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It dawned on me a few days ago that I have never tried making bread. And I don’t mean dessert fruit bread but real bread, made with love and kneaded with my own hands. So many people say, “well don’t you need a bread maker?”. No you moron, did they have bread makers back in the day? I wanted to make bread from scratch, just like they used to do before the days of bread makers. I started looking on my favourite food blogs for a recipe and some techniques. I stumbled upon this recipe on one of my favourites Food Coma. I initially saw just the picture of the finished bread, but when I clicked on it it said it was made in a Dutch Oven. Ohhhemmmmgeeee. I have been known recently to have an obsession with my own Dutch Oven.

Flour, the perfect vessel for flavor.

I started looking at different recipes to see how they varied. To be honest, I was really shocked at how simple it is. Why don’t more people bake their own bread? Nothing beats fresh bread, still warm from the oven to go with dinner. Most of the recipes were made from 4 different ingredients. Flour, yeast, water and salt. Sweet, I have all of those things! I followed the recipe from Food Coma Blog but of course I couldn’t just follow the recipe exactly, so I added my own flare with some of my favourite herbs. My mix? Some dried basil, oregano and thyme.

Herb dough kneaded with love and ready to ferment.

I had heard that you can rise your bread dough in the fridge over night, so I googled it and it lead me to this blog called A Bread A Day. This is where I encountered my first step to bread making failure. Yes, failure. Here is where I found the Autolyse Method. It was supposed to be a simple way of getting the maximum amount of flavor out of your bread by mixing the flour and water only then letting it stand for 20 mins, then adding the rest of the ingredients. So not only was I attempting to bake bread for the first time, I was also going to use this method for the first time. So I made my bread dough following this method. I thought it was strange to add the yeast later because I thought you had to activate it with warm water. But hey, this was google and google is usually right isn’t it?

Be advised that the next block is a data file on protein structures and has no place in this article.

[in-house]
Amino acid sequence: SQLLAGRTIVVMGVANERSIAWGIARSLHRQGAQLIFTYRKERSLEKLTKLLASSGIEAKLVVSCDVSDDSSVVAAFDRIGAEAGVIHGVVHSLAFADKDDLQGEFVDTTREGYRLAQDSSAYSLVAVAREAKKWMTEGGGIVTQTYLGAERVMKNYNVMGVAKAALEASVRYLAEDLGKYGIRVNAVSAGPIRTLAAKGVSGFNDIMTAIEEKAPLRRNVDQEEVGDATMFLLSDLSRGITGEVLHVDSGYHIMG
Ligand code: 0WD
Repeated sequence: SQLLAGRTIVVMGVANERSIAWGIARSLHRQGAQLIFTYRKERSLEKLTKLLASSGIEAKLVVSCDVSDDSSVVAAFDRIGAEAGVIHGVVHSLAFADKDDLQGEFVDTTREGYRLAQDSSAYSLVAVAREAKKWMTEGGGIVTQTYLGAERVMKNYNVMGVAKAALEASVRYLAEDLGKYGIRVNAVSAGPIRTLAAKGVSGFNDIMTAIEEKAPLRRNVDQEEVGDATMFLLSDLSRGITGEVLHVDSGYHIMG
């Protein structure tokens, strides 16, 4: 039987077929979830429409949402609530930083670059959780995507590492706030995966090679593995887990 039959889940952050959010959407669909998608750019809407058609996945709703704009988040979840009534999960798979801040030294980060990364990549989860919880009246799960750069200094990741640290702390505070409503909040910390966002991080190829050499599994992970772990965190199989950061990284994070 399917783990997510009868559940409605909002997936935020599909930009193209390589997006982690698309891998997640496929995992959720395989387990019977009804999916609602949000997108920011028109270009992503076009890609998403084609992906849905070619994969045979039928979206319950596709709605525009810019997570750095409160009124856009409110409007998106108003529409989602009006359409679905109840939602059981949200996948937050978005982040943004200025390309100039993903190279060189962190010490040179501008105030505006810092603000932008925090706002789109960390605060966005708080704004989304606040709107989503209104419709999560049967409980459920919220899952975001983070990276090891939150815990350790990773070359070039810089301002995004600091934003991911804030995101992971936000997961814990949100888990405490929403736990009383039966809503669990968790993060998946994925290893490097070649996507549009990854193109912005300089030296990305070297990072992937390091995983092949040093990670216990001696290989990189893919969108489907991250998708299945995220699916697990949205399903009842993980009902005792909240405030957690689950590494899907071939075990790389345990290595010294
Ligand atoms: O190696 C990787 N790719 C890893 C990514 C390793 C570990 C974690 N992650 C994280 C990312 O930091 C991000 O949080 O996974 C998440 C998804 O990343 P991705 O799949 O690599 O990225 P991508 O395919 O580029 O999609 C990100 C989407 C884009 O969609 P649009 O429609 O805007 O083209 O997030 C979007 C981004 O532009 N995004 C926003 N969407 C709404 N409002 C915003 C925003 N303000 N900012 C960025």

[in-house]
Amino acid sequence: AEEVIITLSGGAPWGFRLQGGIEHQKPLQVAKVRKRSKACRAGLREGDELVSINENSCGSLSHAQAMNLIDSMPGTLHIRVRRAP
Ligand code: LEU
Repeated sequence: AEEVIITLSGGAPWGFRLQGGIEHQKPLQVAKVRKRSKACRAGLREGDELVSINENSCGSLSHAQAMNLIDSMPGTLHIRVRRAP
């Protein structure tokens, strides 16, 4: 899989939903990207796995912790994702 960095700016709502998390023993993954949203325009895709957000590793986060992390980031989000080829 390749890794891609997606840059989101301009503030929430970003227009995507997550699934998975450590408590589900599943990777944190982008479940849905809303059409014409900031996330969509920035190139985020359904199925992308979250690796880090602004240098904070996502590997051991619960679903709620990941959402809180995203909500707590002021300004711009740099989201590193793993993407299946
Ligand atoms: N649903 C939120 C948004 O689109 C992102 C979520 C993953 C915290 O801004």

I woke up the next day super excited to see my over night bread dough. I imagined it was going to fill the whole entire bowl and be light and puffy. I opened up the fridge and to my surprise it looked exactly like it did the night before. You could even see all of the inactivated yeast. BUMMER! Disappointed is an understatement. I was determined to make a loaf of bread, I mean, how hard could it be? So I whipped up a new batch of bread dough (without  the doomed Autolyse Method. Someone tell me what I did wrong!) and fired it into the fridge to slowly ferment while I was out and about. The slower the fermentation the longer it will last and it will also have a sourdough flavor which happens to be my favourite.

Dough from version 2.0 after being in the fridge for 5 hours.

When I got home, I took the bread dough out and let it come up to room temperature. Then I punched it down and kneaded it on a lightly floured surface and let it proof over our fireplace. It doubled in size in about 2 hours. My oven is horribly inaccurate but I set it to what the dials said was 400 degrees F. I left the lid on for 15 minutes as Emma did, but I had to bake it for an additional 30 minutes to get a nice crust, and to be honest, I think it could have gone even longer than that.

Nothing beats the apartment smelling like fresh baked bread.

I tried tapping it, I read some where that was how you knew if it was done. But I had no idea what I was listening for.

The first slice is shaped like a heart. I told you I made it with love.

I think they liked it, it's all gone now 🙂

I tested out the bread on the hooligans and they seemed to like it. It tasted similar to focaccia bread and my friend Christine had a great idea to dip it into oil and vinegar. Yum! I’m already thinking of all the different breads I want to make so expect more bread recipes in the future! I don’t know why I waited so long to try making bread, it’s so simple and easy to put your own flare on it.